This guy eloquently gives a great explanation of a solution.
So the first part is to calculate the visible view port. (This depends on how your elements are placed, absolute / fixed / default)
Second, you need a data structure to know which elements are visible in that area
Lastly, just replace the elements offscreen with a single, say
<div> element with calculated height
Great Linkedin demonstation of the problem and solution.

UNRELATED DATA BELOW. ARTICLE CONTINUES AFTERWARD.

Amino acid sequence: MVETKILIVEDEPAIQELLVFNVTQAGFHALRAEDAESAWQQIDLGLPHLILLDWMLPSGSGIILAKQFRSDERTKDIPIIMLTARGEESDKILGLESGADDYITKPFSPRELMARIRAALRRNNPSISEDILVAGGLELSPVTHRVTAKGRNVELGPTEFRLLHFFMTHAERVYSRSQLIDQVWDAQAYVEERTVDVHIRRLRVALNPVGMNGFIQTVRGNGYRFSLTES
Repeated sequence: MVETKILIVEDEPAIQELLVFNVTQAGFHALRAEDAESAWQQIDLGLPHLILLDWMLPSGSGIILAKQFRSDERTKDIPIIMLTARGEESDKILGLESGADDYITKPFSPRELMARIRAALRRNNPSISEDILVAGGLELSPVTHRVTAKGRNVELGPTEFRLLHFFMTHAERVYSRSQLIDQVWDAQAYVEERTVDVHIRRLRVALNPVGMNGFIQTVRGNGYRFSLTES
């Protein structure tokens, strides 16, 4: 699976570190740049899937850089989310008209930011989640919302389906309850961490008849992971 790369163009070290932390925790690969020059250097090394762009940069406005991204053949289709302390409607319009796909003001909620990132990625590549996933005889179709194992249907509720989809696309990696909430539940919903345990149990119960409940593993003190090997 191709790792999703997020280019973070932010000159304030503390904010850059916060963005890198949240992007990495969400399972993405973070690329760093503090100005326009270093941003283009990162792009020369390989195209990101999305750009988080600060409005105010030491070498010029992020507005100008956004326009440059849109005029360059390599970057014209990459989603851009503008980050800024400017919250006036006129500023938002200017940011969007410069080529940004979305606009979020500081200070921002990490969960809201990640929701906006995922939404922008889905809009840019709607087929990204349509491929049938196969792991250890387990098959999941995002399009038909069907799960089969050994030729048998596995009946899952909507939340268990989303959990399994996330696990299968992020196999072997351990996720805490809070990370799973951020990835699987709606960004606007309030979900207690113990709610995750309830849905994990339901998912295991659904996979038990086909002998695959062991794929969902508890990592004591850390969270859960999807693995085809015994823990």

Mobile devices have less memory and CPU power compared to Desktop computers. If you render a very long list in the HTML, you run the risk of crashing the device. This makes it challenging to build large, interactive HTML5 apps for mobile devices. Native technologies provide UITableViewController to build long, infinite scrolling lists. UITableView contains reusable UITableViewCells which are optimized for memory, performance and responsiveness . For HTML5, we did not have any solution. So we set out to build one!
Technique #1: unloading images
Technique #2: hiding pages
Technique #3: removing pages
Technique #4: avoid scaling and box-shadow
Technique #5: minimizing DOM nodes